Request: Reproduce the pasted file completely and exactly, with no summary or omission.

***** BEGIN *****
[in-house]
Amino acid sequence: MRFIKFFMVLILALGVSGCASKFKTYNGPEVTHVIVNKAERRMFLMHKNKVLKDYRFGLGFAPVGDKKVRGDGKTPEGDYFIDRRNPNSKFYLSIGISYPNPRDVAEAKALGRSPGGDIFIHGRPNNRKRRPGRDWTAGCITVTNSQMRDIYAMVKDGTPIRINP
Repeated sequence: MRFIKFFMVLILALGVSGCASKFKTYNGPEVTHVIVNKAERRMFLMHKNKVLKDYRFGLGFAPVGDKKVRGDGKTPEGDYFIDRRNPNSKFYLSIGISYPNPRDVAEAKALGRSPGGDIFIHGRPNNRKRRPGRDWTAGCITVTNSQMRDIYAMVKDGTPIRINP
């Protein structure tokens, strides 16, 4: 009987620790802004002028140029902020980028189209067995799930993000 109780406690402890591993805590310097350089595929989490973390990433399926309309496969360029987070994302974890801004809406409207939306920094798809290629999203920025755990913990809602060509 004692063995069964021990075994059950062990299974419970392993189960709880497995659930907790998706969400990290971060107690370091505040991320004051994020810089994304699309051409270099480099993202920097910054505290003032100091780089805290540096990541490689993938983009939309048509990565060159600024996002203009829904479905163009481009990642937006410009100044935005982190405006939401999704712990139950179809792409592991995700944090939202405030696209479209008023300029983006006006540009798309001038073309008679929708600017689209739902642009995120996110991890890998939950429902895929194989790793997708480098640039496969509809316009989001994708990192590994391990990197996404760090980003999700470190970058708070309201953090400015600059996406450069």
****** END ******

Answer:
[in-house]
Amino acid sequence: MRFIKFFMVLILALGVSGCASKFKTYNGPEVTHVIVNKAERRMFLMHKNKVLKDYRFGLGFAPVGDKKVRGDGKTPEGDYFIDRRNPNSKFYLSIGISYPNPRDVAEAKALGRSPGGDIFIHGRPNNRKRRPGRDWTAGCITVTNSQMRDIYAMVKDGTPIRINP
Repeated sequence: MRFIKFFMVLILALGVSGCASKFKTYNGPEVTHVIVNKAERRMFLMHKNKVLKDYRFGLGFAPVGDKKVRGDGKTPEGDYFIDRRNPNSKFYLSIGISYPNPRDVAEAKALGRSPGGDIFIHGRPNNRKRRPGRDWTAGCITVTNSQMRDIYAMVKDGTPIRINP
């Protein structure tokens, strides 16, 4: 009987620790802004002028140029902020980028189209067995799930993000 109780406690402890591993805590310097350089595929989490973390990433399926309309496969360029987070994302974890801004809406409207939306920094798809290629999203920025755990913990809602060509 004692063995069964021990075994059950062990299974419970392993189960709880497995659930907790998706969400990290971060107690370091505040991320004051994020810089994304699309051409270099480099993202920097910054505290003032100091780089805290540096990541490689993938983009939309048509990565060159600024996002203009829904479905163009481009990642937006410009100044935005982190405006939401999704712990139950179809792409592991995700944090939202405030696209479209008023300029983006006006540009798309001038073309008679929708600017689209739902642009995120996110991890890998939950429902895929194989790793997708480098640039496969509809316009989001994708990192590994391990990197996404760090980003999700470190970058708070309201953090400015600059996406450069």